During 1943, fourteen more divisions were created, which brought the total number of divisions by the end of that year to 60. In April 1944, the 37mm batteries in the divisions expanded to six guns each, increasing the number of such guns to 72 and the personnel of the light regiments to 518. During that year, anti-aircraft artillery divisions began to be regularly assigned to specific armies.
Soviet Air Defense Forces
Specialized Anti-Aircraft Artillery Divisions were first created in the Soviet Air Defense Forces as a result of an order of the People's Commissariat for Defense dated 21 May 1943. In July, the 1st Guards Anti-Aircraft Artillery Division was formed from the 72nd Guards Anti-Aircraft Artillery Regiment. The heavy-caliber PVO divisions consisted of five regiments of heavy-caliber guns with five batteries each and a separate battalion of light-caliber guns, as well as a searchlight regiment. They had a strength of 100 85mm or 76mm heavy guns and twelve 37mm light guns. Light-caliber PVO divisions included five regiments totalling 100 37mm guns. The PVO divisions were employed in concentrations of AA guns and in the defense of Moscow. During the war, some divisions were used to provide air defense in the rear of the front. By the end of the war, there were eighteen PVO AA divisions, including four light.
In the postwar period, the remaining anti-aircraft artillery divisions of the PVO were re-equipped with newer 57mm, 100mm, and 130mm guns. By 1960, when AA guns were superseded by Surface-to-air missiles (SAM), all of the PVO divisions had been disbanded or converted into other units.
Postwar Red Army anti-aircraft artillery divisions were reequipped with the 14.5mm ZPU, and 57mm and 100mm AA guns. In the fall of 1945, three new Red Army anti-aircraft artillery divisions were created in the Transbaikal-Amur Military District from new and existing units. In 1946, five wartime army divisions were reorganized into brigades. Two new divisions were formed in the Group of Soviet Occupation Forces in Germany and one in the Belorussian Military District in early 1949. By the end of the 1950s, 45 of the wartime army AA divisions had been disbanded without being redesignated into other units. On 20 March 1958, seven wartime divisions and a postwar division formed two years earlier assigned to the Group of Soviet Forces in Germany were reorganized as anti-aircraft artillery brigades. In August 1958 the remaining army divisions became part of the new Air Defense Forces of the Ground Forces. By 1960 all of the remaining divisions had been reorganized into brigades or SAM-equipped anti-aircraft rocket regiments.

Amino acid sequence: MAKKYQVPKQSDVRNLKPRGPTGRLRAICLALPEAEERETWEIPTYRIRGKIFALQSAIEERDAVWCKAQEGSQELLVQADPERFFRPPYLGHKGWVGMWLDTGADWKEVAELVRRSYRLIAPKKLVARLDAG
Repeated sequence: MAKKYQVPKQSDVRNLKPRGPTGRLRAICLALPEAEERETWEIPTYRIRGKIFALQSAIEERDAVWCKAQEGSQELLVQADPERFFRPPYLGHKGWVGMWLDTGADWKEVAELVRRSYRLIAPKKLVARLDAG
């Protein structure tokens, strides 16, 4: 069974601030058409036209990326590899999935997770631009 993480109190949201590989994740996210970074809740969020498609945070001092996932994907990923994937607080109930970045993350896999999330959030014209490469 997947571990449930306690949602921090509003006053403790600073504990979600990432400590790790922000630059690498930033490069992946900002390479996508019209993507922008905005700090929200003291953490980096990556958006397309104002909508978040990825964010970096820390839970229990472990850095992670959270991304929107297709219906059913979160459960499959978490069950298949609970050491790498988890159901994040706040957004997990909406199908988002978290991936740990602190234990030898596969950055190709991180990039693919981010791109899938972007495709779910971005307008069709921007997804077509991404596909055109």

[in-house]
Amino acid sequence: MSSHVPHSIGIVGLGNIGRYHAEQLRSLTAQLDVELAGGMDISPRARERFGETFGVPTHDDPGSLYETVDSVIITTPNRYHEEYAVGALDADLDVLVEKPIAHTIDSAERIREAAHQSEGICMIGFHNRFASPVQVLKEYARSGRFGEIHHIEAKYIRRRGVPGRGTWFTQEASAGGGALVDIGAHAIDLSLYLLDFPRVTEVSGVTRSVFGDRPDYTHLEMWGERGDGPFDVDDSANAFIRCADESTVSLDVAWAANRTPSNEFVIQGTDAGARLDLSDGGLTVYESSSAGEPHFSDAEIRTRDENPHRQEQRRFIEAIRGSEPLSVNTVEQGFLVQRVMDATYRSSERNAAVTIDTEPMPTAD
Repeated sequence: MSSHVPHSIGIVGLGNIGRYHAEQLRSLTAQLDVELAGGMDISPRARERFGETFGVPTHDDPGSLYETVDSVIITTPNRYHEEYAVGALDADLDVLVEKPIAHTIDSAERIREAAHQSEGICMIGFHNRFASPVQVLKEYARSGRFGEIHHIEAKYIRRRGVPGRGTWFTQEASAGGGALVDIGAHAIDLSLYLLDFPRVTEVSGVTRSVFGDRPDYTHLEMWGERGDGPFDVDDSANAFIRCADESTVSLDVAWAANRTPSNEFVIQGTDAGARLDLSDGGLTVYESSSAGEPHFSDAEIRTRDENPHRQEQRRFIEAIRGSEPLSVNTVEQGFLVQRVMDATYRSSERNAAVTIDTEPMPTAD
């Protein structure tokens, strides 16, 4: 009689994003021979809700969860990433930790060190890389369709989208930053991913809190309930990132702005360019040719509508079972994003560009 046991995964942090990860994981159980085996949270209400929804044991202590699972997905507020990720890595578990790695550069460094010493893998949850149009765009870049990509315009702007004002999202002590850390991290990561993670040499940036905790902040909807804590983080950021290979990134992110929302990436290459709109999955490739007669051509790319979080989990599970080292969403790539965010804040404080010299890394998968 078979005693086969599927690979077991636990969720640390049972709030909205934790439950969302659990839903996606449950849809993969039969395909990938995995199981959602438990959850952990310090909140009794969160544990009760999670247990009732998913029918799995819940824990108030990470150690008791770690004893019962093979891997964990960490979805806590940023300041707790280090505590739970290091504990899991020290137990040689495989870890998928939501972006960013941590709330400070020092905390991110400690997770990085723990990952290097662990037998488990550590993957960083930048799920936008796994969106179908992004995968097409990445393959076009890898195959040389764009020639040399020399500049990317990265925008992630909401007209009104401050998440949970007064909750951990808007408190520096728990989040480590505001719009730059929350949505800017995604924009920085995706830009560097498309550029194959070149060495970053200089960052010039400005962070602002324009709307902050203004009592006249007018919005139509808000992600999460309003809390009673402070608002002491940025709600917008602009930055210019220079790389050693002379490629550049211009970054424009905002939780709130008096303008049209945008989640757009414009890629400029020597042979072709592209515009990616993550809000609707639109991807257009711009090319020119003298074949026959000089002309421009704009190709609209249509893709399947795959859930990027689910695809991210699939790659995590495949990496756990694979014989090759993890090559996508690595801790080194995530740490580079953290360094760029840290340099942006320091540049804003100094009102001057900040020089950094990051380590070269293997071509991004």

- Feskov, V.I.; Golikov, V.I.; Kalashnikov, K.A.; Slugin, S.A. (2013). Вооруженные силы СССР после Второй Мировой войны: от Красной Армии к Советской [The Armed Forces of the USSR after World War II: From the Red Army to the Soviet: Part 1 Land Forces] (in Russian). Tomsk: Scientific and Technical Literature Publishing. ISBN 9785895035306.
- Grachev, Pavel, ed. (1995). "Дивизия" [Division]. Военная энциклопедия в 8 томах [Military Encyclopedia in 8 volumes] (in Russian). 3. Moscow: Voenizdat. p. 74. ISBN 5-203-00748-9.
- Zaloga, Steven J.; Ness, Leland S. (1998). Red Army Handbook 1941–1945. Phoenix Mill: Sutton Publishing. ISBN 0-7509-1740-7.